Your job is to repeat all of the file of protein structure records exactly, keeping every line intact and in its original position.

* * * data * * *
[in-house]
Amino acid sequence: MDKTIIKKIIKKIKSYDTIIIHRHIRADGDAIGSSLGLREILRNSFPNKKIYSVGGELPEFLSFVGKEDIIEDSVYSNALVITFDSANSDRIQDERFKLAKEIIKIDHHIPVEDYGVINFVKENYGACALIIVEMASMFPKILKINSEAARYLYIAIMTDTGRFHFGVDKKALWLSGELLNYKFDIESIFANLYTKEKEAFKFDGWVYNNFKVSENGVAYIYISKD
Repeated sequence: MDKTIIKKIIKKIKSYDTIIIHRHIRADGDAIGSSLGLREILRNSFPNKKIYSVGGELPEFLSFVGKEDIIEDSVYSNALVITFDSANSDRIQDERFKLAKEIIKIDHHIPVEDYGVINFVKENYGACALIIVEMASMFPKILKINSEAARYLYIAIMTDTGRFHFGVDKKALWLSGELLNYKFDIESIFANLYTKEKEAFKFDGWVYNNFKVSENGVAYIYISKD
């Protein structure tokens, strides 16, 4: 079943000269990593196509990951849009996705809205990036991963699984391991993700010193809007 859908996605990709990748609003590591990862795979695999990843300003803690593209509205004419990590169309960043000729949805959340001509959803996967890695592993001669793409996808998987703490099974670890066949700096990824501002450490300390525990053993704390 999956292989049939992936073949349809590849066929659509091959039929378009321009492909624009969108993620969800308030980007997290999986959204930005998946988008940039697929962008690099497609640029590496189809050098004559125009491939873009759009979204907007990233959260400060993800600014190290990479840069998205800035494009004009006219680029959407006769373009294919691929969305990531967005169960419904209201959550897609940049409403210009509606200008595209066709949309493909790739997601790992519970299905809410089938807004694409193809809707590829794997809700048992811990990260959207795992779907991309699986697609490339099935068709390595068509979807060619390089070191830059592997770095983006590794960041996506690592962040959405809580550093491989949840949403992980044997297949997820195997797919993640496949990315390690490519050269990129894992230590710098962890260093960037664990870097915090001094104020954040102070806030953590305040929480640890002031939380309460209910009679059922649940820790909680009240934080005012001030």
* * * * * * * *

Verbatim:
[in-house]
Amino acid sequence: MDKTIIKKIIKKIKSYDTIIIHRHIRADGDAIGSSLGLREILRNSFPNKKIYSVGGELPEFLSFVGKEDIIEDSVYSNALVITFDSANSDRIQDERFKLAKEIIKIDHHIPVEDYGVINFVKENYGACALIIVEMASMFPKILKINSEAARYLYIAIMTDTGRFHFGVDKKALWLSGELLNYKFDIESIFANLYTKEKEAFKFDGWVYNNFKVSENGVAYIYISKD
Repeated sequence: MDKTIIKKIIKKIKSYDTIIIHRHIRADGDAIGSSLGLREILRNSFPNKKIYSVGGELPEFLSFVGKEDIIEDSVYSNALVITFDSANSDRIQDERFKLAKEIIKIDHHIPVEDYGVINFVKENYGACALIIVEMASMFPKILKINSEAARYLYIAIMTDTGRFHFGVDKKALWLSGELLNYKFDIESIFANLYTKEKEAFKFDGWVYNNFKVSENGVAYIYISKD
């Protein structure tokens, strides 16, 4: 079943000269990593196509990951849009996705809205990036991963699984391991993700010193809007 859908996605990709990748609003590591990862795979695999990843300003803690593209509205004419990590169309960043000729949805959340001509959803996967890695592993001669793409996808998987703490099974670890066949700096990824501002450490300390525990053993704390 999956292989049939992936073949349809590849066929659509091959039929378009321009492909624009969108993620969800308030980007997290999986959204930005998946988008940039697929962008690099497609640029590496189809050098004559125009491939873009759009979204907007990233959260400060993800600014190290990479840069998205800035494009004009006219680029959407006769373009294919691929969305990531967005169960419904209201959550897609940049409403210009509606200008595209066709949309493909790739997601790992519970299905809410089938807004694409193809809707590829794997809700048992811990990260959207795992779907991309699986697609490339099935068709390595068509979807060619390089070191830059592997770095983006590794960041996506690592962040959405809580550093491989949840949403992980044997297949997820195997797919993640496949990315390690490519050269990129894992230590710098962890260093960037664990870097915090001094104020954040102070806030953590305040929480640890002031939380309460209910009679059922649940820790909680009240934080005012001030």